Scent of Science
Can we use strategies similar to those of moths to find scientifically interesting locations in space?
The problem of autonomously locating areas of rich scientific content is compared to that of odour-source localisation, i.e. the sought locations (initially unknown) are treated as sources that spread information (or clues) in their surrounding; navigation under such conditions is based on reasoning upon those hints, using them to trace back the path to their origin [Murlis et al., 1992]. This problem is complex when dealing with environments where clues are sparse and subject to randomness. It is a frequent situation in biology, and is solved daily by animals looking for food or mates. An illustrative example is that of a moth tracking a female in an open space; only seldom pheromones encountered along the way are at its disposal to guide the search in a world ruled by turbulent winds. Scent-tracking is one of the most remarkable examples of source localisation in nature. It has been widely studied and mimicked, in part due to its utility to solve problems for which engineering approaches usually show poor performance (e.g. gas-leak or pollutant detection), and has led to the development of efficient computational strategies [Kowadlo, 2008]. Unlike purely reactive control designs, these strategies utilize knowledge of the source environmental footprint (i.e. a model of the expected distribution of clues around an odour-source) that helps infer where to move.
This study aims at investigating the use of similar strategies in connection to the localisation of different types of sources, and in situations where additional constraints arise (such as the limited measuring capabilities typically faced in planet exploration, and the high energy costs and time delays involved in satellites' trajectory adjustments). The conjecture is that some scientifically interesting aspects can be modelled like sources, which spread the equivalent of a scent-plume according to a recognizable dynamics model that helps in localizing the source.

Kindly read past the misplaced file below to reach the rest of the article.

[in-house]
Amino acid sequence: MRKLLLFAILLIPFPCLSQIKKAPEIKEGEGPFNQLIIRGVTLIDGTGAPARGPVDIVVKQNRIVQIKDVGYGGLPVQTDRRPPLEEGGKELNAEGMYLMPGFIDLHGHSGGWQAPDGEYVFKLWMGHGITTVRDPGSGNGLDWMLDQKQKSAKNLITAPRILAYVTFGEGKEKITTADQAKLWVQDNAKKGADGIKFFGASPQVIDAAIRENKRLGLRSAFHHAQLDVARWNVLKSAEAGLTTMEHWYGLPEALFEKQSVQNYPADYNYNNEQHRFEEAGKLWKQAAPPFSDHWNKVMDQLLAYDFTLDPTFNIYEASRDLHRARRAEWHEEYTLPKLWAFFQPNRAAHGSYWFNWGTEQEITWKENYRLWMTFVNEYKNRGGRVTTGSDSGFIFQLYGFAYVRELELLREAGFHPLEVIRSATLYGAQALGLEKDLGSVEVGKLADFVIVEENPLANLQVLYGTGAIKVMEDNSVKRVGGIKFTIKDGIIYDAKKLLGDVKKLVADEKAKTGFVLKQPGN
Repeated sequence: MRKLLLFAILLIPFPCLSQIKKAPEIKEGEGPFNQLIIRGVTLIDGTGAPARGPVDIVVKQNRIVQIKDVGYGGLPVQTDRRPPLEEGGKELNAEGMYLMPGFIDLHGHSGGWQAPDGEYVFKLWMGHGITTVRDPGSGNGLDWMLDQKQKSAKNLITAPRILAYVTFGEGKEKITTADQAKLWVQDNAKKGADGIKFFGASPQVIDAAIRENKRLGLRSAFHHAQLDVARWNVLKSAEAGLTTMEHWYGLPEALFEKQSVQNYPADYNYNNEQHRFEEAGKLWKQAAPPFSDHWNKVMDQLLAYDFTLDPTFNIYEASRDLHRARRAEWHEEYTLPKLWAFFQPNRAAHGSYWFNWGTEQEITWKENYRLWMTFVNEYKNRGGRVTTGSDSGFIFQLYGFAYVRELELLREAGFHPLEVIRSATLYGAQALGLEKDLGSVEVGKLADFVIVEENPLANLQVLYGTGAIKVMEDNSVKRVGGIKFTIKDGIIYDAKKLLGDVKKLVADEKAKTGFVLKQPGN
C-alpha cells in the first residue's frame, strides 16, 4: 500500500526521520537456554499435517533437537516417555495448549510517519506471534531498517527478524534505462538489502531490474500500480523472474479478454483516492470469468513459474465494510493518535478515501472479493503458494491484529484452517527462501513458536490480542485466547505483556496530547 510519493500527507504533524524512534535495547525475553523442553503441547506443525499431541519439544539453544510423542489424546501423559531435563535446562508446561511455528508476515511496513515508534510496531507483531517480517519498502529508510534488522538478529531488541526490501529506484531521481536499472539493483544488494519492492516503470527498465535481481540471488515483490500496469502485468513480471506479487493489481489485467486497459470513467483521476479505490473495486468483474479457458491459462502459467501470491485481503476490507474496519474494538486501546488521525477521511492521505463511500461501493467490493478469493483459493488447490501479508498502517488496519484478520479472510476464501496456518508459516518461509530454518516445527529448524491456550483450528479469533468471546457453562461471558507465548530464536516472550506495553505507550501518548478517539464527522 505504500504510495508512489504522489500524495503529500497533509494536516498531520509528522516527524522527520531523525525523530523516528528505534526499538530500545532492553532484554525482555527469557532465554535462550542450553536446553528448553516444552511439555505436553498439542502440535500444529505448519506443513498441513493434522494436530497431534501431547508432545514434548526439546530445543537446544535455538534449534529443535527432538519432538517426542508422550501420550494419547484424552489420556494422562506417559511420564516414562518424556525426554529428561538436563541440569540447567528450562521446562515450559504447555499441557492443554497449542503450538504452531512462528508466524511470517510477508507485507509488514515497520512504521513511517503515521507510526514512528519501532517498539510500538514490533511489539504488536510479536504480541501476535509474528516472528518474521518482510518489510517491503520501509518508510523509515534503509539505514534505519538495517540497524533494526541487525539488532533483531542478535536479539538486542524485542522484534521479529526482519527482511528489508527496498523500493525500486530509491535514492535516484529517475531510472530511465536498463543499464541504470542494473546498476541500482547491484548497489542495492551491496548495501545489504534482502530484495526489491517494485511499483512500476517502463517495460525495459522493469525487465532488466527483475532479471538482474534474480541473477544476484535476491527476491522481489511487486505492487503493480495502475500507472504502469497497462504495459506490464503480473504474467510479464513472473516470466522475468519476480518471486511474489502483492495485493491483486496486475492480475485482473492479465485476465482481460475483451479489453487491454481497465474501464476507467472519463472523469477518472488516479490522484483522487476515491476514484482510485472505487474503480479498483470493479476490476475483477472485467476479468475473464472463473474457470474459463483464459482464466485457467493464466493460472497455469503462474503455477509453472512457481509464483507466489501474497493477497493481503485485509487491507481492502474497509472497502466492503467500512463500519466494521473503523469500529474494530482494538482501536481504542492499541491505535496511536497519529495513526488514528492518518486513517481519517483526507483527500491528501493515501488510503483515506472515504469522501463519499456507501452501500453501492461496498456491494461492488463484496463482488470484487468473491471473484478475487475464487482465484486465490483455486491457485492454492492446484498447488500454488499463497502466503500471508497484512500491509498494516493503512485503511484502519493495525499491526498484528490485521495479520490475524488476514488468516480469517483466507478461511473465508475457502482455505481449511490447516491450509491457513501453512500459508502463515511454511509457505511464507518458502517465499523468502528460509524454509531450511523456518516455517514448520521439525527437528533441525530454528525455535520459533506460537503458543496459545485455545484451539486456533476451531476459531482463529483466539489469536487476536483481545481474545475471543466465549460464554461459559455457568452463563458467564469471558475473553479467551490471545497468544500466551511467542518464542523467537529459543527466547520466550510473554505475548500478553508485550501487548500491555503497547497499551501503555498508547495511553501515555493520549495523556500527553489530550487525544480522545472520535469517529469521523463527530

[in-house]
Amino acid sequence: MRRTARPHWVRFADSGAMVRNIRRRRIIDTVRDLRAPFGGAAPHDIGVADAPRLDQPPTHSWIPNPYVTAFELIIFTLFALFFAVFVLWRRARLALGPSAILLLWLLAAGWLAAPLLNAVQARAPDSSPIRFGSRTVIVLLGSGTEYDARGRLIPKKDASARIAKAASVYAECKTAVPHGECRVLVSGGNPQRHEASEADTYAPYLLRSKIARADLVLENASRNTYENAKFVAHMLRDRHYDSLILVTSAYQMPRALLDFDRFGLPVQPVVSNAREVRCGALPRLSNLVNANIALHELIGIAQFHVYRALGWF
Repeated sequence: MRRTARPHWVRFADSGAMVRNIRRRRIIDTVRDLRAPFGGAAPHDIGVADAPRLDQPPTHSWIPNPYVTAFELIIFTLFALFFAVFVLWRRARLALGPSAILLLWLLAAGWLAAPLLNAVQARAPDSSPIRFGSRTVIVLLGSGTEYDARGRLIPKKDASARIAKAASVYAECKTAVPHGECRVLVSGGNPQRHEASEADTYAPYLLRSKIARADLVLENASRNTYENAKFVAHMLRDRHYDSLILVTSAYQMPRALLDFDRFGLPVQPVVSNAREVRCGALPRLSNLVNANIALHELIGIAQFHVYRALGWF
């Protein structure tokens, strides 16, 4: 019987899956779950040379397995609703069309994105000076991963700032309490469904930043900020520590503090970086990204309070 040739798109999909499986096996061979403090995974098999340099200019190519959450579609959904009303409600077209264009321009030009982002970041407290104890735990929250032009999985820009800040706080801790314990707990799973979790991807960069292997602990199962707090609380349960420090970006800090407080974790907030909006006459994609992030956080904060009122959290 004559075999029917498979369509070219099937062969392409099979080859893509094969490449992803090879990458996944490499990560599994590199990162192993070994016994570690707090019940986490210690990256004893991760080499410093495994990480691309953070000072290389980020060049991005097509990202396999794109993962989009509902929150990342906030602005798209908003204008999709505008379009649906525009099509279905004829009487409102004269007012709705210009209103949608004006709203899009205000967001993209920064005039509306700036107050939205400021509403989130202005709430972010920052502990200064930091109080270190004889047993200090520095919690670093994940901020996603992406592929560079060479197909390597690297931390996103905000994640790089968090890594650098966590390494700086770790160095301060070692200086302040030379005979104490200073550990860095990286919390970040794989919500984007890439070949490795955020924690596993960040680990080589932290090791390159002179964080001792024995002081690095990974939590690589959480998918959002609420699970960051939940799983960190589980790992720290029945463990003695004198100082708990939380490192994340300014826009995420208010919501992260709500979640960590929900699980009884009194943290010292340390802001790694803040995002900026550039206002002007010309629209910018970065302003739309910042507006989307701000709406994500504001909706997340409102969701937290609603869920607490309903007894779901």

The main objective of this study is to assess the potential of using odour-source localization as a paradigm (i.e. use of a model about the effect of the source on the environment, and employ it to reason about the world as clues are encountered) to design the path-planning layer of an autonomous space agent (rover, UAV, survey satellite etc). This implies the following steps:
Model sources that are related to space exploration. A source is a scientifically-interesting area on the planetary surface, that spreads clues in the surroundings in a way that can be statistically modelled.
Use this model to create and update the source-uncertainty map of the source location as the agent proceeds along its path and encounters clues. Examples could include probabilistic / Bayesian reasoning, stochastic representations (e.g. diffusion processes), or cognitive-inspired architectures for uncertainty representation. One requirement is that the area of interest is not to be confined in advance, excluding the use of fixed rectangular maps with a relatively small number of cells.
Use the proposed uncertainty map to guide the search.
Assess the performance of the navigation strategy (as a function of the cost of retrieving clues, the success of localizing the source and the time to reach the goal have to be considered as criteria), and compare it with respect to simpler search-models that do not employ the internal model (e.g. stochastic gradient). Finally, evaluate the effect of varying the cost in the strategies adopted.
The study proposal has been released in the Ariadna Call 2011/01. Following the thorough evaluation of the participation candidatures, the Advanced Concepts Team selected the Department of Mechanical & Aerospace Engineering of Carleton University in Canada. Below the list of the researchers participating in the study.
Guido de Croon
2011-01 - The study: " Scent of Science " will officially start on October 12th, 2011.
- G. Kowadlo and R.A. Russell (2009), Improving the robustness of naive physics airflow mapping, using Bayesian reasoning on a multiple hypothesis tree, Robotics and Autonomous Systems, 57:723-737
- Murlis, J., Elkinton, J. S., and Carde, R. T. (1992). Odor plumes and how insects use them. Annu. Rev. Entomol. 37, pp. 479 to 503.